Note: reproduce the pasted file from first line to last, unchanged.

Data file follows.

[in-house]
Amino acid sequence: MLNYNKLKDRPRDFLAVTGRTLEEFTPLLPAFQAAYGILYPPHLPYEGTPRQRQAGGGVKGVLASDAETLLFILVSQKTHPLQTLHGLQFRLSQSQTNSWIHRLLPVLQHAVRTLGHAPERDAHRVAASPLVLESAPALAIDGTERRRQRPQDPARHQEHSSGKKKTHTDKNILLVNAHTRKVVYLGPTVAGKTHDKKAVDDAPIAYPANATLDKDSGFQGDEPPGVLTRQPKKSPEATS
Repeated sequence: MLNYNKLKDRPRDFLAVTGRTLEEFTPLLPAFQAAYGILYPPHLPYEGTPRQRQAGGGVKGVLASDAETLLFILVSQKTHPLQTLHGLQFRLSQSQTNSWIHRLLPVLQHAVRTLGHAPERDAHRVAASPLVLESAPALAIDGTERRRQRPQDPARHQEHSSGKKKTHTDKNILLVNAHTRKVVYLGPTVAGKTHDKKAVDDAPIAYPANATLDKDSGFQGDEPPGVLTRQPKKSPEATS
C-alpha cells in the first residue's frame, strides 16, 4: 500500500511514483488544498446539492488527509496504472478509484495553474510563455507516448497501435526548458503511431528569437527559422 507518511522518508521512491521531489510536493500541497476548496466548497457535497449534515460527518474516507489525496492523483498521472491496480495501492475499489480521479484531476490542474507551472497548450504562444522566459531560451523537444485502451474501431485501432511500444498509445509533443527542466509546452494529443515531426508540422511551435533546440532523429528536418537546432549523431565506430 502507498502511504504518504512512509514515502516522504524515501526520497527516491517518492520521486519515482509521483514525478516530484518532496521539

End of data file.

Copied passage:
[in-house]
Amino acid sequence: MLNYNKLKDRPRDFLAVTGRTLEEFTPLLPAFQAAYGILYPPHLPYEGTPRQRQAGGGVKGVLASDAETLLFILVSQKTHPLQTLHGLQFRLSQSQTNSWIHRLLPVLQHAVRTLGHAPERDAHRVAASPLVLESAPALAIDGTERRRQRPQDPARHQEHSSGKKKTHTDKNILLVNAHTRKVVYLGPTVAGKTHDKKAVDDAPIAYPANATLDKDSGFQGDEPPGVLTRQPKKSPEATS
Repeated sequence: MLNYNKLKDRPRDFLAVTGRTLEEFTPLLPAFQAAYGILYPPHLPYEGTPRQRQAGGGVKGVLASDAETLLFILVSQKTHPLQTLHGLQFRLSQSQTNSWIHRLLPVLQHAVRTLGHAPERDAHRVAASPLVLESAPALAIDGTERRRQRPQDPARHQEHSSGKKKTHTDKNILLVNAHTRKVVYLGPTVAGKTHDKKAVDDAPIAYPANATLDKDSGFQGDEPPGVLTRQPKKSPEATS
C-alpha cells in the first residue's frame, strides 16, 4: 500500500511514483488544498446539492488527509496504472478509484495553474510563455507516448497501435526548458503511431528569437527559422 507518511522518508521512491521531489510536493500541497476548496466548497457535497449534515460527518474516507489525496492523483498521472491496480495501492475499489480521479484531476490542474507551472497548450504562444522566459531560451523537444485502451474501431485501432511500444498509445509533443527542466509546452494529443515531426508540422511551435533546440532523429528536418537546432549523431565506430 502507498502511504504518504512512509514515502516522504524515501526520497527516491517518492520521486519515482509521483514525478516530484518532496521539